5 Cash Flow Management Mistakes That Can Kill Your Business

Blue ballpoint pen on a statement of cash flows with eye glasses and a calculator. Financial and investment analysis concept.

Control Your Accounts Receivable for a Healthy Bottom Line

A business cannot survive without working capital. It will not matter how good your products are or how compelling your marketing is. If the company cannot manage its cash flow properly, the company will collapse. Here are 5 cash flow management mistakes you need to learn about and avoid:

1. Borrowing Irresponsibly

Borrowing money is sometimes inevitable for certain types of companies, and that’s OK. Each business has its own path to victory, and you may not find the right investors to get you there, forcing you to rely on loans. However, borrowing money can easily be done for the wrong reasons. If you are borrowing money to tide you over until something big happens, your lack of capital is a symptom that you have revenue issues. Planned correctly, your company should never need to borrow money just to keep the lights on in a normal situation. Borrow money if you need to, but don’t stop there. Look at the company closely and see what adjustments you can make to ensure you never have to do so again.

2. Not Having a Safety Net

It does not matter how well you plan, or how good the situation looks. The winds of fortune can turn against you in a heartbeat, and you can find all your plans falling apart. That’s why you should have a safety net of capital, no matter how well the business seems to be going. It is the best piece of advice you could ever take when it comes to managing your cash flow. A reserve of capital can keep the lights on if your revenue streams take a sharp downturn, or if the market crashes. You don’t need to build your safety net over night, but you at least need to put a little into it each and every day.

3. Not Collecting Aggressively Enough

The most basic function of a business is trading goods and services to customers for money. If you cannot perform that basic function, your business will inevitably develop a cash flow problem. Some companies elect to be lenient with invoicing and let customers pay at their pace. Those companies will likely fail. You cannot leave the core function of a business to the customer. It must be firmly under your control at all times. Give them enough time to come up with the money, but not at the cost of your company. Set terms, and have consequences in place for those who break those terms. Protect your company. 

4. Undervaluing Your Offering

It can be tempting to price your product aggressively. People want to save money, and theoretically, the more affordable your offering is, the wider the market you are going to reach. There is often nothing wrong with try to cast a wider net, but many companies end up going too far. They end up with too thin a profit margin and end up with a company vulnerable to the slightest downturn. When setting your price, there are two considerations – your brand, and your expenses. If your brand is targeted towards customers who prefer high end items, price accordingly. If your offering, sold in ideal numbers, does not cover the cost of running the business, raise your prices. It is a scary proposition as you may lose a few customers, but those are likely customers who do not truly love or believe in what you offer. That makes them an acceptable loss.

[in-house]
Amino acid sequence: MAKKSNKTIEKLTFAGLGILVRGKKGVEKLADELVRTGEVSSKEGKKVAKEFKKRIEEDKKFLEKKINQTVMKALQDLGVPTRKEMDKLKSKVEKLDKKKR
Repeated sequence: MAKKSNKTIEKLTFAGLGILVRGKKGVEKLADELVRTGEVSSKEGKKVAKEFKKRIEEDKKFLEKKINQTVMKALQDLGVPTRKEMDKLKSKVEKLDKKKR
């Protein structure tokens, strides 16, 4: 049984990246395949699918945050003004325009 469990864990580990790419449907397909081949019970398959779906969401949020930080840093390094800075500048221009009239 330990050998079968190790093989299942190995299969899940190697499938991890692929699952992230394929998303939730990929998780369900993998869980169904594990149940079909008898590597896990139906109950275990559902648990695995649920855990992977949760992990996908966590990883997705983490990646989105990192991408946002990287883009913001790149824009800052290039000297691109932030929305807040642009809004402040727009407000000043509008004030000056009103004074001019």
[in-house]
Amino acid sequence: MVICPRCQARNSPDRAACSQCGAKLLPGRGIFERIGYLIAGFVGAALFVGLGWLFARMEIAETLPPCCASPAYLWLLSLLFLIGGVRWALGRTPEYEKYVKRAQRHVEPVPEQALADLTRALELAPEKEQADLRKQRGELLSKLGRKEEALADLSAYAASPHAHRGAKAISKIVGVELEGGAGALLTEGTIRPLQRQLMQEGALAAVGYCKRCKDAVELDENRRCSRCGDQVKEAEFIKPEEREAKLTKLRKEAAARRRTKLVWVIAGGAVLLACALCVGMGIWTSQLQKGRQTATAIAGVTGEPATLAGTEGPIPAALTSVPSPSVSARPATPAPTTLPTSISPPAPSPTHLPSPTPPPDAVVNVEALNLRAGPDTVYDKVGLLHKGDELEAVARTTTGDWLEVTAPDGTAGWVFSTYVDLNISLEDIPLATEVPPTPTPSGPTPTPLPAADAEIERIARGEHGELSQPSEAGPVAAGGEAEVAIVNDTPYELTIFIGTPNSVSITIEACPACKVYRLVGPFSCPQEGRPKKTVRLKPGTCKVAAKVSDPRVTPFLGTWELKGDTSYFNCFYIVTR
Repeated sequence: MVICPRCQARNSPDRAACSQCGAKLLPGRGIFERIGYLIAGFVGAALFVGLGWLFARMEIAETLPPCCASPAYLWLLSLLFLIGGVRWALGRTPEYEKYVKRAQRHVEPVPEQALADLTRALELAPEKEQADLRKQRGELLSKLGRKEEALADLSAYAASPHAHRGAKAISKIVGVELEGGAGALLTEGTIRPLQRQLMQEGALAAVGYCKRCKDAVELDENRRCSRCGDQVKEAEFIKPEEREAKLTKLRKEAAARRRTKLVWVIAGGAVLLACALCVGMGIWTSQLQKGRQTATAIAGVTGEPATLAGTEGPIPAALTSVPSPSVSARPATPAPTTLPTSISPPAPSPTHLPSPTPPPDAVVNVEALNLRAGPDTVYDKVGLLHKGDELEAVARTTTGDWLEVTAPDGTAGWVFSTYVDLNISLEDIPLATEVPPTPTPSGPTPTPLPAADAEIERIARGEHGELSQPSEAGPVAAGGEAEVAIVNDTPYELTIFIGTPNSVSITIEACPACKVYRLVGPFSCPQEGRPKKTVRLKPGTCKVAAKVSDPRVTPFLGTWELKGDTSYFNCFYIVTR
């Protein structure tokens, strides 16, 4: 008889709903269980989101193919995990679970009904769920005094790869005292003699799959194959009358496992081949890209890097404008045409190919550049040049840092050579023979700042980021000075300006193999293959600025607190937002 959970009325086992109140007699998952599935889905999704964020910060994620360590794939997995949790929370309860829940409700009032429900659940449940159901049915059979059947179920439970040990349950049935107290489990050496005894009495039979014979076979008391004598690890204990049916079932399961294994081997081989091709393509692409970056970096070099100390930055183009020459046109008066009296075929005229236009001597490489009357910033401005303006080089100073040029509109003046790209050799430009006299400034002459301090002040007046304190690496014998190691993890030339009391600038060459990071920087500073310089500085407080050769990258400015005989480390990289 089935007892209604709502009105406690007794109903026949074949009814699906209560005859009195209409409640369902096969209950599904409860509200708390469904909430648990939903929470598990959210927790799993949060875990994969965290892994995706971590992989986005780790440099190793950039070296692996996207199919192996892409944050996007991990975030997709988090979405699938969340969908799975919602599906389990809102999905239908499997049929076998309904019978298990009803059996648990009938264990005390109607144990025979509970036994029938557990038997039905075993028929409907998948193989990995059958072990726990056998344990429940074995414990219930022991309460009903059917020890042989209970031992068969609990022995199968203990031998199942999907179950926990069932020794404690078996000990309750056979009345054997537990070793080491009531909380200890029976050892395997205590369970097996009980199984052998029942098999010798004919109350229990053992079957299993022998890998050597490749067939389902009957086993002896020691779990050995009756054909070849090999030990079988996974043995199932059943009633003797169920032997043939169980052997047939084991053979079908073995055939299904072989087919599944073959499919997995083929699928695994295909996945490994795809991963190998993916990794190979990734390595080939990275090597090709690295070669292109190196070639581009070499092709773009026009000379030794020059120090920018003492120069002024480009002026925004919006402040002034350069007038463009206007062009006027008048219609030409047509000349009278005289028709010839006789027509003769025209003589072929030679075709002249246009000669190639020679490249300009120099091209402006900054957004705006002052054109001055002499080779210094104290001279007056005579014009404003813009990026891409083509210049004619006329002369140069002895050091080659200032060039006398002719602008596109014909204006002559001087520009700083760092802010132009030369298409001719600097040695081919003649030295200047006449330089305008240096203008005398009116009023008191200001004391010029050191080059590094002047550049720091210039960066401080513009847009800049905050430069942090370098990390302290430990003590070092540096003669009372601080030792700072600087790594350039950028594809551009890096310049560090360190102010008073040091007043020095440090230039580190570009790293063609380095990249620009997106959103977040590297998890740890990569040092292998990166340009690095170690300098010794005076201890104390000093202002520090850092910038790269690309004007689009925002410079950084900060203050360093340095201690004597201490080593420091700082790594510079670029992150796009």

5. Mistaking All Incoming Money for Profit

One of the biggest cash flow mistakes companies make is mistaking revenue for profit. Revenue is the sum of all incoming money, and it is an attractive number. However, it only represents part of the picture. You have to account for the expenses involved in getting those sales to happen, from staff compensation to production costs. After subtracting those costs, you can get a better idea of how much money you made, i.e. your profit. Understanding how much money you really made gives you a better idea how the company is performing and how much cash you actually have available. That knowledge will lead to better cash flow management.

The Bottom Line

Managing the cash flow is not the most exciting part of running a business, but it is an important part of it. It can be a taxing and boring ordeal, but if you cannot manage your money well, the company won’t stand a chance. Keeping an eye on how much money enters and exists the business will help you make smarter decisions and keep moving towards a brighter future.

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Universal Funding is a private funding source that has funded thousands of businesses and more than $2 billion since 1998. We turn your accounts receivable into the funding you need through invoice factoring and can have capital in your hands in a matter of days.